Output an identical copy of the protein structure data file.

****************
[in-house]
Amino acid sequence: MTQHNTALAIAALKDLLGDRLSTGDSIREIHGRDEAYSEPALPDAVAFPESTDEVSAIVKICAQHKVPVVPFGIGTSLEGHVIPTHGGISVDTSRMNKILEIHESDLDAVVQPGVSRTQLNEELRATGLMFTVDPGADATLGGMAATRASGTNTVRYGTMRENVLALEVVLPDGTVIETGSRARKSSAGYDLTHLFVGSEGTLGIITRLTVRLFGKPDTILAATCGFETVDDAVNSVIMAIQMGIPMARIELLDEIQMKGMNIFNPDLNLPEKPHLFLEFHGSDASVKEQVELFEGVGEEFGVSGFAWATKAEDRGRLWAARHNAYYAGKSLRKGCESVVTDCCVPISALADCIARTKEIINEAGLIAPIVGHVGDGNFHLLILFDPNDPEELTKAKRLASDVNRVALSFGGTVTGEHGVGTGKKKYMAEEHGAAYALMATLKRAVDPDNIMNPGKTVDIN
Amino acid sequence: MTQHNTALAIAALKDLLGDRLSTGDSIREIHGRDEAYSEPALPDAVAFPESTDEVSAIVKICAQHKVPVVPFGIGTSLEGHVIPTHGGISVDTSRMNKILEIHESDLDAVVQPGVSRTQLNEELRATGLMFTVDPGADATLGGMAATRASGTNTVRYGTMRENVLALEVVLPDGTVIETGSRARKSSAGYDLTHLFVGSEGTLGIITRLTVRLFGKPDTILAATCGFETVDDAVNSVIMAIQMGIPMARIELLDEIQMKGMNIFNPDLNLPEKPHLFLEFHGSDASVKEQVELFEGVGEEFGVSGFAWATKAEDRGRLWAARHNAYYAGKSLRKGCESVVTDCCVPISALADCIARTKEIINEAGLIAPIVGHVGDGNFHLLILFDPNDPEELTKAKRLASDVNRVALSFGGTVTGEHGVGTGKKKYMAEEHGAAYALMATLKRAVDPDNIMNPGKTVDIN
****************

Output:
[in-house]
Amino acid sequence: MTQHNTALAIAALKDLLGDRLSTGDSIREIHGRDEAYSEPALPDAVAFPESTDEVSAIVKICAQHKVPVVPFGIGTSLEGHVIPTHGGISVDTSRMNKILEIHESDLDAVVQPGVSRTQLNEELRATGLMFTVDPGADATLGGMAATRASGTNTVRYGTMRENVLALEVVLPDGTVIETGSRARKSSAGYDLTHLFVGSEGTLGIITRLTVRLFGKPDTILAATCGFETVDDAVNSVIMAIQMGIPMARIELLDEIQMKGMNIFNPDLNLPEKPHLFLEFHGSDASVKEQVELFEGVGEEFGVSGFAWATKAEDRGRLWAARHNAYYAGKSLRKGCESVVTDCCVPISALADCIARTKEIINEAGLIAPIVGHVGDGNFHLLILFDPNDPEELTKAKRLASDVNRVALSFGGTVTGEHGVGTGKKKYMAEEHGAAYALMATLKRAVDPDNIMNPGKTVDIN
Amino acid sequence: MTQHNTALAIAALKDLLGDRLSTGDSIREIHGRDEAYSEPALPDAVAFPESTDEVSAIVKICAQHKVPVVPFGIGTSLEGHVIPTHGGISVDTSRMNKILEIHESDLDAVVQPGVSRTQLNEELRATGLMFTVDPGADATLGGMAATRASGTNTVRYGTMRENVLALEVVLPDGTVIETGSRARKSSAGYDLTHLFVGSEGTLGIITRLTVRLFGKPDTILAATCGFETVDDAVNSVIMAIQMGIPMARIELLDEIQMKGMNIFNPDLNLPEKPHLFLEFHGSDASVKEQVELFEGVGEEFGVSGFAWATKAEDRGRLWAARHNAYYAGKSLRKGCESVVTDCCVPISALADCIARTKEIINEAGLIAPIVGHVGDGNFHLLILFDPNDPEELTKAKRLASDVNRVALSFGGTVTGEHGVGTGKKKYMAEEHGAAYALMATLKRAVDPDNIMNPGKTVDIN